A job application filled out by the late Apple boss Steve Jobs in 1973 has auctioned for $343,000.
It’s the highest amount that the artifact has fetched at any of the four auctions it’s been involved in, comfortably beating the previous record of $222,400 bid by a group of friends going by the name Winthorpe Ventures at a sale in March.
The latest auction took place online and closed on Wednesday, July 28.
Jobs filled out the one-page application by hand when he was 18 years old, three years before he co-founded Apple with friend Steve Wozniak and tech businessman Ronald Wayne.
The position that he was seeking isn’t shown on the form, but considering what he went on to do, and the fact that the application lists “electronics tech” and “design engineer” as special abilities and interests, along with “computer” and “calculator” for experience, we can safely assume it was tech-related.
“The Steve Jobs Job Application from 1973 is a unique piece of history from the exact moment that a dreamer changed the world,” the blurb on the auction page says.
“It’s a snapshot into the mind of a future genius at a moment where any small deviation from the path ahead would have meant a very different world today.”
Jobs’ application has gone under the hammer three other times, selling for $18,750 in 2017, $174,757 in 2018, and $222,400 in March.
In an effort to generate more interest in the latest auction, and as a clever way to generate an even bigger payday, Winthorpe Ventures offered the artifact as not only a physical copy but also as an NFT, a kind of certificate that allows a person to take ownership of something digital.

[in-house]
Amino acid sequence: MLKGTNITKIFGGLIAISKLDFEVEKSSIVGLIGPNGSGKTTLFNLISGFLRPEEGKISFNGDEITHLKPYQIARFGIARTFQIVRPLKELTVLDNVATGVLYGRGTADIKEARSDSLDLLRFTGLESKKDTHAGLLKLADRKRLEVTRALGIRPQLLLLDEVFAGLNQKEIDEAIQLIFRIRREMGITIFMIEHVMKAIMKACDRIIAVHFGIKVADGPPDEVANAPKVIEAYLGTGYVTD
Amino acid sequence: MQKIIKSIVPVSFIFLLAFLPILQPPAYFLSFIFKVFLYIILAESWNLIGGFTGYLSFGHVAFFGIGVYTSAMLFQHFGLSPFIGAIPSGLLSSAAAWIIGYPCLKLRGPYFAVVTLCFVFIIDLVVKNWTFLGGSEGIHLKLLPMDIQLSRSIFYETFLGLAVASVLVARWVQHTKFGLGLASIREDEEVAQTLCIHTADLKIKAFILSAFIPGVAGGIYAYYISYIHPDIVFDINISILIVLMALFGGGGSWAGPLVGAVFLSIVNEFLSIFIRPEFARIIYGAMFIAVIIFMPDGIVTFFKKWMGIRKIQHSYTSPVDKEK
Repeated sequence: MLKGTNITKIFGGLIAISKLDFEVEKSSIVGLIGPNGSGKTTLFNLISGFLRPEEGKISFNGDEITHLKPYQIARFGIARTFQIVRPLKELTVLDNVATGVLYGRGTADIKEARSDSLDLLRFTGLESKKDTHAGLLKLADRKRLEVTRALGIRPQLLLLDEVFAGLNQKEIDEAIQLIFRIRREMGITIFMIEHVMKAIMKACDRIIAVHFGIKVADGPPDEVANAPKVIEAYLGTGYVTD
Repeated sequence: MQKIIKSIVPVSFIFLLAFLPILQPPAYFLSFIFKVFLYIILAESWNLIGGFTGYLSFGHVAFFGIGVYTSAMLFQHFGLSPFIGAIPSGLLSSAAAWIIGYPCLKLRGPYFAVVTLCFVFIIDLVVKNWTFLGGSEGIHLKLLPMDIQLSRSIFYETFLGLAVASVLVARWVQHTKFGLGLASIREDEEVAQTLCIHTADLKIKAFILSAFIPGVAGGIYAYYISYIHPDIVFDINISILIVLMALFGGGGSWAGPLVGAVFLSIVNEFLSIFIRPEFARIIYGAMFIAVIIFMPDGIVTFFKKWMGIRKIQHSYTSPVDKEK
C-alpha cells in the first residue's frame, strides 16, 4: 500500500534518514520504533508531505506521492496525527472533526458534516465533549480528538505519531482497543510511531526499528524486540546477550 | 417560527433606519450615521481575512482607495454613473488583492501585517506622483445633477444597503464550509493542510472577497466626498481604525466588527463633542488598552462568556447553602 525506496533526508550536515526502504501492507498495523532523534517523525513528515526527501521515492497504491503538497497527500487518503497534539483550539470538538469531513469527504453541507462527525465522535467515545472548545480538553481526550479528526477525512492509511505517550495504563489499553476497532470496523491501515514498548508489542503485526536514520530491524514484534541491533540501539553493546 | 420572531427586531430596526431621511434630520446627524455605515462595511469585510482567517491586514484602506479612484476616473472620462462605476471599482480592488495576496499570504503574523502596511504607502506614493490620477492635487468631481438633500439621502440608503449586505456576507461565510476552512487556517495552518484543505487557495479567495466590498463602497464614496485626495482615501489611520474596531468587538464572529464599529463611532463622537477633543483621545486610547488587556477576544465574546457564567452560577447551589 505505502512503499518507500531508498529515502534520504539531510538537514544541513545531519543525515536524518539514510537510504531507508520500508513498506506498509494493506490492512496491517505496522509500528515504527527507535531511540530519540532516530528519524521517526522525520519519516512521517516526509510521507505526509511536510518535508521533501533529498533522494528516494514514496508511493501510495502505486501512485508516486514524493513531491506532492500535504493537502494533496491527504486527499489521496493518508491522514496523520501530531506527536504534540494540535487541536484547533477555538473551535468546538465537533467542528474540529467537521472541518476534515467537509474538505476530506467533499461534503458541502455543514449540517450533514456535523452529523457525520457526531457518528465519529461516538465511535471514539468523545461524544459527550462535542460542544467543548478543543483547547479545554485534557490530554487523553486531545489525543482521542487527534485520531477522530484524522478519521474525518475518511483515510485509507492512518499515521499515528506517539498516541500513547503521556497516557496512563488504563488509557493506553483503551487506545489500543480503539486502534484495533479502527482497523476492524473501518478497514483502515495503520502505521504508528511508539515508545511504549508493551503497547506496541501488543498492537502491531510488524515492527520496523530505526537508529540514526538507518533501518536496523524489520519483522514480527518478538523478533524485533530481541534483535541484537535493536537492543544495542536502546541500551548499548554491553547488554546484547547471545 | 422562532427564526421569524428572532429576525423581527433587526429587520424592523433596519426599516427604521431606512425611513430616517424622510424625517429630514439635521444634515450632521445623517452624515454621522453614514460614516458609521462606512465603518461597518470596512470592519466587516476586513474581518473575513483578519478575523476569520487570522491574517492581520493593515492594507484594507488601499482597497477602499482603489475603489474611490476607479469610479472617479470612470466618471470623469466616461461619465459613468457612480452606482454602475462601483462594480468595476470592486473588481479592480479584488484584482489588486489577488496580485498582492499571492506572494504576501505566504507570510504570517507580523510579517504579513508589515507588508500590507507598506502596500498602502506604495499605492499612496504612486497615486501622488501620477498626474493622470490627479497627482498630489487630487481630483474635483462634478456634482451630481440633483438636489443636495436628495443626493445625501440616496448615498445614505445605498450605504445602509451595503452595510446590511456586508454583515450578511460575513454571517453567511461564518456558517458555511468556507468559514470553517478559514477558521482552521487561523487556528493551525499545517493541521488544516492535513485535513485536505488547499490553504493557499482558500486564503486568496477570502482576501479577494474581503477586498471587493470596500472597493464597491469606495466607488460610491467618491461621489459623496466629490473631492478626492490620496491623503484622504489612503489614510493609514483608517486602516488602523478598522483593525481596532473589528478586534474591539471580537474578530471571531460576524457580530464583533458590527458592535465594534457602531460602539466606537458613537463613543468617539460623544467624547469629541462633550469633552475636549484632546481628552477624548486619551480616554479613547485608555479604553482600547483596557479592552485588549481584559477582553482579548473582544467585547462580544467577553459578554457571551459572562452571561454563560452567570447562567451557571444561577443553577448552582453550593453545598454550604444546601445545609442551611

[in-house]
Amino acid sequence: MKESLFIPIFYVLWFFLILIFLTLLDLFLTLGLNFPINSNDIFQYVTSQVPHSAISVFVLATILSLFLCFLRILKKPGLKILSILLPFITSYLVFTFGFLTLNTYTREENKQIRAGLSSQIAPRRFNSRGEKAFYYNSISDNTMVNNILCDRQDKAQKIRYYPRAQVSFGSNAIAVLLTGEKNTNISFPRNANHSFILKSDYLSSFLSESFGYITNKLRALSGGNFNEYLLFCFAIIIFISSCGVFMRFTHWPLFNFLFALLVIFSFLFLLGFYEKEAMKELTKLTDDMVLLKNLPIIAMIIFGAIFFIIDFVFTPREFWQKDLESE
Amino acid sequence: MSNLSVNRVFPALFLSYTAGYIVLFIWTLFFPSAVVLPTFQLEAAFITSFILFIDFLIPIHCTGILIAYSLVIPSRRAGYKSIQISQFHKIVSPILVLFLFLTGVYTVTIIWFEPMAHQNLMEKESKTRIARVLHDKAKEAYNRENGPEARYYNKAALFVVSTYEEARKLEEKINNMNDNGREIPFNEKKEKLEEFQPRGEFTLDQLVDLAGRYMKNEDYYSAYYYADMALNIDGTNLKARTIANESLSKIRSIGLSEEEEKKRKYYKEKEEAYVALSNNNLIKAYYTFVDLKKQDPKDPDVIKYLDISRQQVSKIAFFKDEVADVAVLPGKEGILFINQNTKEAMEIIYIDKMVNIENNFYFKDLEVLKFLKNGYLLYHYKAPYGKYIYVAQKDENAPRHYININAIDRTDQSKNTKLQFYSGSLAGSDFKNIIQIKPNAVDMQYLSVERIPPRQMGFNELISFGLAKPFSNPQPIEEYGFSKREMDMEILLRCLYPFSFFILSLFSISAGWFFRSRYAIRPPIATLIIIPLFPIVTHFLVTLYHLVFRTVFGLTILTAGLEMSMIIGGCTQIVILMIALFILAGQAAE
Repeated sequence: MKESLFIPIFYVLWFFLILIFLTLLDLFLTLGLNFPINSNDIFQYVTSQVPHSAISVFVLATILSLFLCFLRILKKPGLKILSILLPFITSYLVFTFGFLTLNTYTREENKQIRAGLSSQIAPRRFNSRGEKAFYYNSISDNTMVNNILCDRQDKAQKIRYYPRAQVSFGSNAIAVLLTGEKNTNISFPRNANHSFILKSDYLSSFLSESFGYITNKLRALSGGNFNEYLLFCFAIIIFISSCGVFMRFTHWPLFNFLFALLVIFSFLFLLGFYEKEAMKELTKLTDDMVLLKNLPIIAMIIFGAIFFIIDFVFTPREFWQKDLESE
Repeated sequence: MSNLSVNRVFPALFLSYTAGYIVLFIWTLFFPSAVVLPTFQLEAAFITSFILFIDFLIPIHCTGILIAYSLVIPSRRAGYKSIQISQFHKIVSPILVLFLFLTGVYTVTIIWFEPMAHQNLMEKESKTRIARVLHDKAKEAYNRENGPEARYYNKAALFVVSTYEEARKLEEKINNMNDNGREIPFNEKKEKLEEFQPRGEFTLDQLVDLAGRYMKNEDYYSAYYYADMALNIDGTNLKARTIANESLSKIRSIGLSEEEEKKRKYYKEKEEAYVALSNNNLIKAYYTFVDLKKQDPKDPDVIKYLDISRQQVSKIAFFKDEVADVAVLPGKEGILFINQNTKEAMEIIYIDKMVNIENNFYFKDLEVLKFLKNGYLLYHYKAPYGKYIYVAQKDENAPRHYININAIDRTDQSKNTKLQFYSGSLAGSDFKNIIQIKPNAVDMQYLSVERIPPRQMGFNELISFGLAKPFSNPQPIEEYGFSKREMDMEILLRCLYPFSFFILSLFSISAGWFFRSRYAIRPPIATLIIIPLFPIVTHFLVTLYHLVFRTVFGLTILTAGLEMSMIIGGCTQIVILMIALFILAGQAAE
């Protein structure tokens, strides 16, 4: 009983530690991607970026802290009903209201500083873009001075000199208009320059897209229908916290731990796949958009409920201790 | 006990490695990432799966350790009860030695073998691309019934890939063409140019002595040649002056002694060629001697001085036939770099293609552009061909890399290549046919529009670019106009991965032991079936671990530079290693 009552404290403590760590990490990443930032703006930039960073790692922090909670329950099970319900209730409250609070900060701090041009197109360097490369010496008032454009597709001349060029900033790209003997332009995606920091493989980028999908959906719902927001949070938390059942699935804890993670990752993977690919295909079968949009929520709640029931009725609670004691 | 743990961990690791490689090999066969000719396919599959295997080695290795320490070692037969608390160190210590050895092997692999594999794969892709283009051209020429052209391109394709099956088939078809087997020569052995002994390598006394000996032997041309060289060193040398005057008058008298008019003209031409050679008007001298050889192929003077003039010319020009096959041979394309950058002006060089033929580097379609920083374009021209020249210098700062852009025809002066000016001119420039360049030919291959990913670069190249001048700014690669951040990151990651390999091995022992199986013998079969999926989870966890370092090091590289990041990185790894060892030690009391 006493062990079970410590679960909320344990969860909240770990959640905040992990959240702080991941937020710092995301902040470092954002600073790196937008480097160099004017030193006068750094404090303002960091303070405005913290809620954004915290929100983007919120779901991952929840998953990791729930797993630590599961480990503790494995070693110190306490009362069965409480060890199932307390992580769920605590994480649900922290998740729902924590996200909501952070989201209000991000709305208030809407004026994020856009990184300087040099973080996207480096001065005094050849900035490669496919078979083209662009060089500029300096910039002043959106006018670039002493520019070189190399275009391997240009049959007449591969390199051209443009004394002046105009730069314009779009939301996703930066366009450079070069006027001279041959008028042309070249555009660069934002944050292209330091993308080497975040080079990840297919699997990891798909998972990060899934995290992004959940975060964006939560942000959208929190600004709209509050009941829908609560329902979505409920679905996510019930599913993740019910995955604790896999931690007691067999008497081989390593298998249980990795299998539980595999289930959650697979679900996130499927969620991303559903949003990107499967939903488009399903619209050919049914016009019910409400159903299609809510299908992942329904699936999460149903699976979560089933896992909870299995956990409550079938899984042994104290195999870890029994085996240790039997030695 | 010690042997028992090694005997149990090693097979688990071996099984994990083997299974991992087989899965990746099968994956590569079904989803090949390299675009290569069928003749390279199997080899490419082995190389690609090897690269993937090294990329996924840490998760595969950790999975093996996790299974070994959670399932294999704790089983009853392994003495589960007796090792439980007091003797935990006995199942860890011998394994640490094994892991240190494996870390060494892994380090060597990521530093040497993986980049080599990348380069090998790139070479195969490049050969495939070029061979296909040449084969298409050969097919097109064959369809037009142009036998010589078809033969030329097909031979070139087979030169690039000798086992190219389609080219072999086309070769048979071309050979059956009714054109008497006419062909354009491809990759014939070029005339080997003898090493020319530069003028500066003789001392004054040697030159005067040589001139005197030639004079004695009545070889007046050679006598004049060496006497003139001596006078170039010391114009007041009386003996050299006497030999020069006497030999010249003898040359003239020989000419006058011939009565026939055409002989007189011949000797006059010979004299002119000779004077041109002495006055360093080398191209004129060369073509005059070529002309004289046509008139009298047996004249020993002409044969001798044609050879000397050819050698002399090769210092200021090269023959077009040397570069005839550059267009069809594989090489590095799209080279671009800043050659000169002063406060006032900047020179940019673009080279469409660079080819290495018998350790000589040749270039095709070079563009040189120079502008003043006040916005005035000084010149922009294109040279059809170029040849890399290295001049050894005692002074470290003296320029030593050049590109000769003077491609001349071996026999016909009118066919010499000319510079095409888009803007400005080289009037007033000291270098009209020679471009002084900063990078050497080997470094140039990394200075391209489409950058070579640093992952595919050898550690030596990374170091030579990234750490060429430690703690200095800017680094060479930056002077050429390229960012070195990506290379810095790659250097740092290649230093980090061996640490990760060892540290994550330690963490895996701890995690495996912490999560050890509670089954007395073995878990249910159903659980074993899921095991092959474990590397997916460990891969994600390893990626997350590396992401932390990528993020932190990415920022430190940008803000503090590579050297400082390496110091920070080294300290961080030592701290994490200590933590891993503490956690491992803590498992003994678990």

The organizer said it decided to offer the document in two formats in two separate auctions “to test the appetite for digital assets in contrast with physical equivalents.”
In the end, the NFT version of Jobs’ application form fetched just $23,076 — way less than the physical version — apparently confirming that most bidders were fixed on getting their hands on the original, physical artifact.
NFTs have garnered a lot of attention over the past year, leading to some big-money sales for digital artists and others keen to get involved. Twitter founder and CEO Jack Dorsey, for example, recently sold an NFT representing his first tweet for around $2.5 million.
The identities of the auction winners haven’t yet been revealed.
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